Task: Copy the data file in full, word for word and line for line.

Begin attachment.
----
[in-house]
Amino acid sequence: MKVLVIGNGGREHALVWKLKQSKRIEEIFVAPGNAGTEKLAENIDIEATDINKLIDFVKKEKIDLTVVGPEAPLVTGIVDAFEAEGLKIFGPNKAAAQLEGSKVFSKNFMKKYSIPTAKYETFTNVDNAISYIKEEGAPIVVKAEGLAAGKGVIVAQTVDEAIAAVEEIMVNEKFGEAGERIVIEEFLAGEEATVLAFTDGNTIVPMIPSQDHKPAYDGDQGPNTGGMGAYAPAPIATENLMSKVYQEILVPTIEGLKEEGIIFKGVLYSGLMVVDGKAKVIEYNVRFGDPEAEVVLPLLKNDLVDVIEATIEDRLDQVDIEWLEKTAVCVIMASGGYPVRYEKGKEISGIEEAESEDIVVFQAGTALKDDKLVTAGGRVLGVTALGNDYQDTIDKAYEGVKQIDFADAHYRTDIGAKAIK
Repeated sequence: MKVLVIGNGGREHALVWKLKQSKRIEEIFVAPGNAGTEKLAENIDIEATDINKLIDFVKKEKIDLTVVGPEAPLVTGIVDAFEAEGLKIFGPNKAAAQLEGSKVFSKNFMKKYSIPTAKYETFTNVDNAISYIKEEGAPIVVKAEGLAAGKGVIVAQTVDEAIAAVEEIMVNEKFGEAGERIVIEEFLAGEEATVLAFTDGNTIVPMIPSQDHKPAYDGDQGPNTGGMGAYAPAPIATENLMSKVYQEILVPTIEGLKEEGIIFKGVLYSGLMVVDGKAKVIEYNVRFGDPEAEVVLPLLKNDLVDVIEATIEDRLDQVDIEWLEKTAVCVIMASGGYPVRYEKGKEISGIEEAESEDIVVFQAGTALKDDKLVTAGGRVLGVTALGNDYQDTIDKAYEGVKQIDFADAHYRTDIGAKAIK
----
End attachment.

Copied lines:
[in-house]
Amino acid sequence: MKVLVIGNGGREHALVWKLKQSKRIEEIFVAPGNAGTEKLAENIDIEATDINKLIDFVKKEKIDLTVVGPEAPLVTGIVDAFEAEGLKIFGPNKAAAQLEGSKVFSKNFMKKYSIPTAKYETFTNVDNAISYIKEEGAPIVVKAEGLAAGKGVIVAQTVDEAIAAVEEIMVNEKFGEAGERIVIEEFLAGEEATVLAFTDGNTIVPMIPSQDHKPAYDGDQGPNTGGMGAYAPAPIATENLMSKVYQEILVPTIEGLKEEGIIFKGVLYSGLMVVDGKAKVIEYNVRFGDPEAEVVLPLLKNDLVDVIEATIEDRLDQVDIEWLEKTAVCVIMASGGYPVRYEKGKEISGIEEAESEDIVVFQAGTALKDDKLVTAGGRVLGVTALGNDYQDTIDKAYEGVKQIDFADAHYRTDIGAKAIK
Repeated sequence: MKVLVIGNGGREHALVWKLKQSKRIEEIFVAPGNAGTEKLAENIDIEATDINKLIDFVKKEKIDLTVVGPEAPLVTGIVDAFEAEGLKIFGPNKAAAQLEGSKVFSKNFMKKYSIPTAKYETFTNVDNAISYIKEEGAPIVVKAEGLAAGKGVIVAQTVDEAIAAVEEIMVNEKFGEAGERIVIEEFLAGEEATVLAFTDGNTIVPMIPSQDHKPAYDGDQGPNTGGMGAYAPAPIATENLMSKVYQEILVPTIEGLKEEGIIFKGVLYSGLMVVDGKAKVIEYNVRFGDPEAEVVLPLLKNDLVDVIEATIEDRLDQVDIEWLEKTAVCVIMASGGYPVRYEKGKEISGIEEAESEDIVVFQAGTALKDDKLVTAGGRVLGVTALGNDYQDTIDKAYEGVKQIDFADAHYRTDIGAKAIK